Cavalia’s Odysseo ReviewBy: Site Staff
I recently attended one of the final performances of Cavalia’s Odysseo in Toronto. My review will be short and sweet. I am not a big fan of acrobatics or horses. Critics would say that I was a fool for spending upwards of $150+ per ticket for attending a show featuring acrobats on horses. I can’t say that I was totally disappointed in the show, but it definitely did not live up to the hefty expectations set by other reviewers.
The show started off with a question and answer session. Cavalia shows feature over 60 horses, all of which are typically males. They claim to have the only show featuring 15+ Stallions. For those who don’t know the difference, a stallion is a breeding male horse, while a gelding is a neutered male. Stallions are supposedly difficult to train together, as they want to assert their dominance over the others. I have to give credit to Cavalia. The horses were trained very well. They executed the majority of their tricks flawlessly, and when they strayed from their “scripts” it was funny and all the more enjoyable for the audience. At one point in the show, the stage is flooded so the horses can run through water. Several of the horses deviated from their scripts and stopped to have a drink. One even smiled at the audience as if he knew he was being naughty.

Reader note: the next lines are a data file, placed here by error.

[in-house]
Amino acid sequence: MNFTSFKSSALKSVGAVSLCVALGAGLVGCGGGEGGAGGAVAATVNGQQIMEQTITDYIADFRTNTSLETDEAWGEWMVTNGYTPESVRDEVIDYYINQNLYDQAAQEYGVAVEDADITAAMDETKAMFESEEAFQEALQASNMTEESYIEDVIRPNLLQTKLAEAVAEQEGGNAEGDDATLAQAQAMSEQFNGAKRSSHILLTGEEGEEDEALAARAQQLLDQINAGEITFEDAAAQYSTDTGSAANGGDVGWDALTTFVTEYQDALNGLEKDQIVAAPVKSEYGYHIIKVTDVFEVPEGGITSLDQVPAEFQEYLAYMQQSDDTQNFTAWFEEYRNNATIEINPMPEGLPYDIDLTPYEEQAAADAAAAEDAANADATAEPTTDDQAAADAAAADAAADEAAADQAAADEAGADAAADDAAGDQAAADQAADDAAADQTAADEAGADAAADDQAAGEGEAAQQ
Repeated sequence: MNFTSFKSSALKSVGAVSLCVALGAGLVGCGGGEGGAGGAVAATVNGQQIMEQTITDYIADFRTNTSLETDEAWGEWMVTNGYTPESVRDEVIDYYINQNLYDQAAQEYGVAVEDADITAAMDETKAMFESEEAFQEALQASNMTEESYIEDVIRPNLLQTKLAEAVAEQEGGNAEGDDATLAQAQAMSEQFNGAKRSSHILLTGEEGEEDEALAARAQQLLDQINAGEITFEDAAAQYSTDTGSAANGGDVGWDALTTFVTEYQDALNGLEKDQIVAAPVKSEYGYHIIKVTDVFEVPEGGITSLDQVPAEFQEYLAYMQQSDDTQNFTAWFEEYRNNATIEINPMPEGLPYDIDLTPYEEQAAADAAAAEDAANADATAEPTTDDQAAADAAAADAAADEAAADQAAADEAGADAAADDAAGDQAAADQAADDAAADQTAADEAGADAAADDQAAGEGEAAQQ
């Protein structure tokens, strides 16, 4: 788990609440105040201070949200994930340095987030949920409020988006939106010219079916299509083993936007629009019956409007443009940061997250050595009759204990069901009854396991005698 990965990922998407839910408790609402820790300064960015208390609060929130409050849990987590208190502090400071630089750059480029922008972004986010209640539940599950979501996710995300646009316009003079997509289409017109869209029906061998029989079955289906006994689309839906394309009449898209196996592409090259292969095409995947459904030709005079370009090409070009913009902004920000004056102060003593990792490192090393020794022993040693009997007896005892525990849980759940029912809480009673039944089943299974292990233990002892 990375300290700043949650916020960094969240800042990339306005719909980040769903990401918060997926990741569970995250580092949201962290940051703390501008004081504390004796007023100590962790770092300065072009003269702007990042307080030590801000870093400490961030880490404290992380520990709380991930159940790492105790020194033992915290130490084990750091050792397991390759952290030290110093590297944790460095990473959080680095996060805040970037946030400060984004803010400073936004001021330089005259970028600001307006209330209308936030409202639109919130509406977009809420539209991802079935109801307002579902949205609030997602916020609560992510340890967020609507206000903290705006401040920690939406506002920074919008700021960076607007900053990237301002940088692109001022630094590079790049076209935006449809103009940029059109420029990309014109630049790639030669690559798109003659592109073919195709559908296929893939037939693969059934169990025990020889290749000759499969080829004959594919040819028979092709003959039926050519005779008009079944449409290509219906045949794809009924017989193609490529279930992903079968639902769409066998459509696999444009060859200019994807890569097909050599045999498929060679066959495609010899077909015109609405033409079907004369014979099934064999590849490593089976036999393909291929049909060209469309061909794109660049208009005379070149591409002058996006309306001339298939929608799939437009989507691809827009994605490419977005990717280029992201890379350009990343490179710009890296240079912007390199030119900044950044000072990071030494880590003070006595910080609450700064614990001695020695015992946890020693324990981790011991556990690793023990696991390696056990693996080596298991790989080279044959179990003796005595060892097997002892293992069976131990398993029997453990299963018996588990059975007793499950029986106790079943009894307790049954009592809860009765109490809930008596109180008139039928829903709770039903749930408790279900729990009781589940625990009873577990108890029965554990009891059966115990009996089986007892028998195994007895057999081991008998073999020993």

The horses are supposed to be the focal point of the show. If you are interested in seeing plain acrobats, go see a cirque de soleil show. For a show featuring horses and acrobats, I have to say I was disappointed in the tricks. The riders did many small jumps, and some of the acts featured ladies standing on two horses who were riding side by side. The ladies walked around the stage over and over waving at us. Is that what I paid $150 per ticket for? Do something exciting! I guess for equestrian lovers, the horses themselves would be the focal point. I must admit that some of the Stallions were gorgeous beasts, well groomed and in peak physical form. The sad part is that I was too far away to truly appreciate their size or beauty. The trainers definitely got the horses to obey and they performed their movements in unison. Visually it was beautiful, but as far as trick difficulty was concerned, I was unimpressed.
The acrobats were in my opinion the most entertaining part of the show. Some of the flips and tricks that they did were phenomenal. I can’t say I’ve ever seen a person do as many consecutive back flips in a row, at such a high speed. There isn’t much aerial acrobatics. There is one scene with ribbons and sheets flowing from the ceiling and the acrobats being suspended, but they too went around in circles and after a while it became repetitious and boring. One of the highlights of the show was watching two acrobats on these odd jumping stilts. They performed incredibly high jumps and did some unique flips and tricks on them.
Overall, I did enjoy the show. I was entertained by the acrobats and the antics of the horses. It was a visually appealing show, with great music, lighting and effects. The backdrop set a nice ambiance for the show, and the horses were absolutely beautiful. I still think that the show was massively overpriced, and that the acrobatics and horse tricks were repetitious and boring at times. If you are a big equestrian lover, go see the show while you still can!